Photo by Cowan Whitfield


Advice. Opinions. Conversation.

Plusnet Unlimited Fibre Extra Broadband – review

I’ve recently signed up for unlimited fibre extra broadband with Plusnet. I’m working from home so need a fast, reliable internet connection. I live with a 12-year-old YouTuber/Netflix addict so we’re both online evenings and weekends, which can slow things down.

Yesterday I received a cheque in the post from them for £70 as a ‘thank you’ for signing up.


Great customer service too. A few days ago they called me to check in on the service to make sure I’m happy, asking if there’s anything else they can do for me.

There are tons of options for business broadband and I went with Plusnet on word-of-mouth recommendation. They aren’t the cheapest, but they provide a good service, fast speeds, and have won awards for their customer service. I can also speak to someone in Sheffield rather than dealing with chatbots and overseas call centres. A huge time suck.

After months of problems with my phone line, scam calls and a very slow service that kept dropping, I am happy and feeling productive! Amazing what a small change in your set up can do. When things are running smoothly you don’t even think about them. The surprise cheque was a nice bonus too.

Just checking out their community blog. Here’s a recent post on the best countries for remote workers.  I don’t think Spain is better than the UK for remote workers though, not based on my recent experience there 😉


Check out their products here:

Advice. Opinions. Conversation.

Warren Lee Wilde:👇🏼my highlights are my art 👇🏼

“Oooh, I love your fringe,” he peers at me over the top of his gold shades as I walk into the salon.

I’m loving the look. Jungle playsuit, gold safety pin necklace, pencilled brows, and platform trainers.

“Take a seat. Can I get you a drink?” asks Amber.

“Water, thanks.”

I sink into a black leather chair, already sticky from the sun. It’s Saturday morning at Urban Hair & Beauty, St Leonards and I’m here for a blow dry. There are three women sat behind mirrors and another next to me, flicking through a magazine. One of them is leaving and my stylist, Kelly, knots a headscarf around her curls to hold them in place. “You look fabulous,” I tell her as she leaves and she smiles. I sip my water and turn to the woman on my right. “What are you having done?”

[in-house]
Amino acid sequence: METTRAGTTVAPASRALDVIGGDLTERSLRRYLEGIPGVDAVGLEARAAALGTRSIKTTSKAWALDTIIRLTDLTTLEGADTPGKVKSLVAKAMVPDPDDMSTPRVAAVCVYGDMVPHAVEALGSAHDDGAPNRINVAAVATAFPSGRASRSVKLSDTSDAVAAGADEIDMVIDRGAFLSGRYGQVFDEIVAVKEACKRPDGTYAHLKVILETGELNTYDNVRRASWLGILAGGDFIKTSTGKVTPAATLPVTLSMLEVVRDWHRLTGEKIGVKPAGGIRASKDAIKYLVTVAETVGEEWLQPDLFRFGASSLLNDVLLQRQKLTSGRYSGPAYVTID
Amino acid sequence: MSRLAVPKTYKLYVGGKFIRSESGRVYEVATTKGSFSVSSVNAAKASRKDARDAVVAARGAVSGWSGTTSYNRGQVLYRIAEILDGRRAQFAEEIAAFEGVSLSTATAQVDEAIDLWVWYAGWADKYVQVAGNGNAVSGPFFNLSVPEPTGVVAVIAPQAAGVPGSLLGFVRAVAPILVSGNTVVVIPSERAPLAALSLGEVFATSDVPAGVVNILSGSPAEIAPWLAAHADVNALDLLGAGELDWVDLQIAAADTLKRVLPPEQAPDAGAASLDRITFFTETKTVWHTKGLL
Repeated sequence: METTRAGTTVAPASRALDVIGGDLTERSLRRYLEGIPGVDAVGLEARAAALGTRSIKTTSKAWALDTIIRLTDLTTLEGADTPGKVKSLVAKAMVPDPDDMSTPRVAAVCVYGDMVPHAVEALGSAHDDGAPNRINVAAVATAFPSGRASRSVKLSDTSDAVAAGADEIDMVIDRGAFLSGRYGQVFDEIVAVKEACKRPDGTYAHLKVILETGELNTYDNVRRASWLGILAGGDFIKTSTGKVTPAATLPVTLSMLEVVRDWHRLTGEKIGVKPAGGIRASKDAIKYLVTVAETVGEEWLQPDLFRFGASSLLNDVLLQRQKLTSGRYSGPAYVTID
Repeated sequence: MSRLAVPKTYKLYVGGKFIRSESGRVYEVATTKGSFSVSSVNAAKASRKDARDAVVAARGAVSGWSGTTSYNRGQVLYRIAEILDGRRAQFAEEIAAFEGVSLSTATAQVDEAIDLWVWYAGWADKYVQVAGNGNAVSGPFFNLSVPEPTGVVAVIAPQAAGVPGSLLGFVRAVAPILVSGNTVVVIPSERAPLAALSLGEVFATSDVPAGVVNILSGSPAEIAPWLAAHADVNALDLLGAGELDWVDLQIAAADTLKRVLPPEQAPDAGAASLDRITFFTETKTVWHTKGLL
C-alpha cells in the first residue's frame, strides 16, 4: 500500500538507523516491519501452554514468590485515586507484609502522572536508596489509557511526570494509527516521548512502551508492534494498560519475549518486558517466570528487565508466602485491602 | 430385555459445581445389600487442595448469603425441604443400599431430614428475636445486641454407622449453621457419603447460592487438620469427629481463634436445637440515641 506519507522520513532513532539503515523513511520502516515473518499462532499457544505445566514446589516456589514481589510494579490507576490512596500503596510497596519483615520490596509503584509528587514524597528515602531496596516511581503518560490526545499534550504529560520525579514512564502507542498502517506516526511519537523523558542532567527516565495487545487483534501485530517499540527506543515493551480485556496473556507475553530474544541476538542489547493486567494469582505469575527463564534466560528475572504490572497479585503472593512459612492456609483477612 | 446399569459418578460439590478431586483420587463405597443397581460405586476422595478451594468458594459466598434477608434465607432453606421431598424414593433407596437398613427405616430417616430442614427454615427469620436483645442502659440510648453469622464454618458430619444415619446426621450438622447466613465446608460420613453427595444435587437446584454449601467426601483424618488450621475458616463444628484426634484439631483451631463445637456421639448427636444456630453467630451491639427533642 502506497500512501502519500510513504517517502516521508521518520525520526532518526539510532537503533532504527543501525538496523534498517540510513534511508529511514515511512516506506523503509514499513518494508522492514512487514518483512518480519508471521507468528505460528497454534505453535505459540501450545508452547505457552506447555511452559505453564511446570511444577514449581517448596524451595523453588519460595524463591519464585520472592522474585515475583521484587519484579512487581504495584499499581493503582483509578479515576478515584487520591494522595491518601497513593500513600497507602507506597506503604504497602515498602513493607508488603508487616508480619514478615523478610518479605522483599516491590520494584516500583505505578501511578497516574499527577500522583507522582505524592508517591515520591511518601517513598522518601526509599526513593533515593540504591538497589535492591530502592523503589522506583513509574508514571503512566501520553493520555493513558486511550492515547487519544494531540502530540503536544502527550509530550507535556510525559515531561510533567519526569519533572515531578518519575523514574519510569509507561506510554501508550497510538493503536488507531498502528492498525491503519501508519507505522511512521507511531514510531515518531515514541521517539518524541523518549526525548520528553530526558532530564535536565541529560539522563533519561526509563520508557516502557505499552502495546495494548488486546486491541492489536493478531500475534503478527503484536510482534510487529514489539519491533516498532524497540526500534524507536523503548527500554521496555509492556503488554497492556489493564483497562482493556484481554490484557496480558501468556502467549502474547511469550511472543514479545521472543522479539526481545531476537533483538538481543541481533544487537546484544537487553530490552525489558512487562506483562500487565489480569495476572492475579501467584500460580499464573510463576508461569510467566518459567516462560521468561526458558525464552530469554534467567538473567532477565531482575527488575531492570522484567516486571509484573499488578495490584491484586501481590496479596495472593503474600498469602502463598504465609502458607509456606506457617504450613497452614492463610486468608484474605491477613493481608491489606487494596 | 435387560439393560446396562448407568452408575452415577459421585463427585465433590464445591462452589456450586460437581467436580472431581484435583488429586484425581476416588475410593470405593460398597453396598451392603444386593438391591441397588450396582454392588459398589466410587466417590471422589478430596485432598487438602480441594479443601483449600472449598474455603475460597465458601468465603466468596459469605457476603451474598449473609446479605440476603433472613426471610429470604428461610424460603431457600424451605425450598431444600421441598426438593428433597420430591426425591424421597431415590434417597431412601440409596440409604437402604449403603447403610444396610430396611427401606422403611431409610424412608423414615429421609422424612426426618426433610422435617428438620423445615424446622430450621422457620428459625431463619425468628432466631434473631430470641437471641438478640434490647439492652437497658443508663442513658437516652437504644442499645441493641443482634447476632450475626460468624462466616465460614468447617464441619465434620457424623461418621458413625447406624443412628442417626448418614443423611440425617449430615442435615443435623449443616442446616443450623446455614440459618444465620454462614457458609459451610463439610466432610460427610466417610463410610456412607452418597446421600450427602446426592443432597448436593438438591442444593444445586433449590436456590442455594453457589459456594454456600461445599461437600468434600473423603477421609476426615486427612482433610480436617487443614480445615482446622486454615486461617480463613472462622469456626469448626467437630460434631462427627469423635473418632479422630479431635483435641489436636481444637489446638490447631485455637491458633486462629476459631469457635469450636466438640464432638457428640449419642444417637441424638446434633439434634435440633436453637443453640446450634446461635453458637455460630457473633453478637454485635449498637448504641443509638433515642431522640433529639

“Oh, just the usual. Trim and tidy.”

Kelly is ready for me so I settle into the chair and surrender to the shampoo. “Is the temperature ok? Would you like a head massage?”

My favourite six words and the marker of a good salon.

Jungle man is Warren and he’s busy chatting to his client as I sit down to have my hair dried. I catch the tail end of a story about his 11-year-old sister who is getting into dance and wants to try pole dancing. He rolls his eyes. “She’s like, Warren, can I have a Versace bag? I’m like, no girl, not till I have one first!”

“Great music”, I say to Kelly. Warren G. Christina. Kylie. Pounding through the speaker into my left ear.

“Yeah, it’s Radio 1. They play the best tunes on a Saturday morning. My boss doesn’t like it. She prefers Gold and Magic but she’s not here on Saturdays so we have it on. Our customers love it.” I watch Warren getting jiggy through the mirror.

He turns to me: “Didn’t I cut your daughter’s hair? What was her hair colour again?”

“Blonde-brown. Long.”

“Yeah, I remember. Didn’t she have a guinea pig?”


I took Julieta in a year ago to have her hair curled for her year six prom, so I’m impressed he remembered after all this time. I tell him she’s 12 now and has done a year at school in China.

Kelly sprays on some heat protector and gets to work with the straighteners. I tell her I have a pair of GHD’s. 20 years old, and still going strong.

“We use Cloud Nines. They’re made by the same guy who started GHD. There are three types and these are the thicker ones for long hair. I think they’re better.” She carries on ironing and I watch the steam rising while my hair flops in defeat. “It’s so satisfying.”

“You can recycle your GHD’s here if you want to. We sell Cloud Nines as well.”

Warren reappears holding a stunning bouquet of green and white flowers. “Who are they for?” I ask.

“My client. I’m invited to her party tonight on The Lawn. She’s an artist. I have to take something nice. Her daughter will be head to toe in Gucci…”

“Where d’you get them from?”

“The florist on Norman Road. She does all the vintage bouquets herself. £20! Can you believe it? I said, look, I’ve got £20 – what can you do, and she came up with these. Fabulous, aren’t they?” he has a sniff and disappears behind the Prosecco wall. Flowers, steam and hairspray.

It’s 11.30 am and I have serious hair to go with my LBD, fishnets and black Vagabonds.

“I love your look. Love monochrome. You always look fabulous when you walk past. Beautiful figure.”